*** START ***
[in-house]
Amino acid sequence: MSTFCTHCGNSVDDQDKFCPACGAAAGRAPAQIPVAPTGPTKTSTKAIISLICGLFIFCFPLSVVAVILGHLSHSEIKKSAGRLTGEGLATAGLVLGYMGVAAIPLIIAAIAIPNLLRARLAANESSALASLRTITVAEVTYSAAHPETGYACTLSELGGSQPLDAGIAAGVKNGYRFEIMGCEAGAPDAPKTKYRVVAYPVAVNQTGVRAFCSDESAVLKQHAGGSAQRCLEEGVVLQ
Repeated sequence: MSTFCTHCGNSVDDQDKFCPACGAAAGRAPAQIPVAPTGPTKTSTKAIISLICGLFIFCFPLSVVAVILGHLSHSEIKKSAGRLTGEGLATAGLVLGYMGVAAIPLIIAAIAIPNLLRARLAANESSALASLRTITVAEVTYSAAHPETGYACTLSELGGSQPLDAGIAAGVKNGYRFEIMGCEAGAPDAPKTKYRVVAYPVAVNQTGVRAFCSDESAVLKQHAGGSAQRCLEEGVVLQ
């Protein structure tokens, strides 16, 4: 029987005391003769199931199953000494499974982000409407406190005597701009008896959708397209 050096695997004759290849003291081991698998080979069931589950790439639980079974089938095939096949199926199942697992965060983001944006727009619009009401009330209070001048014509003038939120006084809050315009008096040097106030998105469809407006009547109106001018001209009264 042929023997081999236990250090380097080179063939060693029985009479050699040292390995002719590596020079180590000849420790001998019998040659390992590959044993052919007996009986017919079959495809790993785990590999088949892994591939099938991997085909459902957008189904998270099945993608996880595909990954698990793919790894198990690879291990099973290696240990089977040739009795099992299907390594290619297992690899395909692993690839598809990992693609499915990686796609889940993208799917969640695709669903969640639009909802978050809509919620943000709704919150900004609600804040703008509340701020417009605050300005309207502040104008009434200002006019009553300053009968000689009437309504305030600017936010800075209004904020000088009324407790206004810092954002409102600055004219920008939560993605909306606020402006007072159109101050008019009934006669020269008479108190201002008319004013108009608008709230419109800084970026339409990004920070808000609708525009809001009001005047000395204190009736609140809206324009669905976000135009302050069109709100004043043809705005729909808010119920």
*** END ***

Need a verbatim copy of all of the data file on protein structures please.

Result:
[in-house]
Amino acid sequence: MSTFCTHCGNSVDDQDKFCPACGAAAGRAPAQIPVAPTGPTKTSTKAIISLICGLFIFCFPLSVVAVILGHLSHSEIKKSAGRLTGEGLATAGLVLGYMGVAAIPLIIAAIAIPNLLRARLAANESSALASLRTITVAEVTYSAAHPETGYACTLSELGGSQPLDAGIAAGVKNGYRFEIMGCEAGAPDAPKTKYRVVAYPVAVNQTGVRAFCSDESAVLKQHAGGSAQRCLEEGVVLQ
Repeated sequence: MSTFCTHCGNSVDDQDKFCPACGAAAGRAPAQIPVAPTGPTKTSTKAIISLICGLFIFCFPLSVVAVILGHLSHSEIKKSAGRLTGEGLATAGLVLGYMGVAAIPLIIAAIAIPNLLRARLAANESSALASLRTITVAEVTYSAAHPETGYACTLSELGGSQPLDAGIAAGVKNGYRFEIMGCEAGAPDAPKTKYRVVAYPVAVNQTGVRAFCSDESAVLKQHAGGSAQRCLEEGVVLQ
């Protein structure tokens, strides 16, 4: 029987005391003769199931199953000494499974982000409407406190005597701009008896959708397209 050096695997004759290849003291081991698998080979069931589950790439639980079974089938095939096949199926199942697992965060983001944006727009619009009401009330209070001048014509003038939120006084809050315009008096040097106030998105469809407006009547109106001018001209009264 042929023997081999236990250090380097080179063939060693029985009479050699040292390995002719590596020079180590000849420790001998019998040659390992590959044993052919007996009986017919079959495809790993785990590999088949892994591939099938991997085909459902957008189904998270099945993608996880595909990954698990793919790894198990690879291990099973290696240990089977040739009795099992299907390594290619297992690899395909692993690839598809990992693609499915990686796609889940993208799917969640695709669903969640639009909802978050809509919620943000709704919150900004609600804040703008509340701020417009605050300005309207502040104008009434200002006019009553300053009968000689009437309504305030600017936010800075209004904020000088009324407790206004810092954002409102600055004219920008939560993605909306606020402006007072159109101050008019009934006669020269008479108190201002008319004013108009608008709230419109800084970026339409990004920070808000609708525009809001009001005047000395204190009736609140809206324009669905976000135009302050069109709100004043043809705005729909808010119920």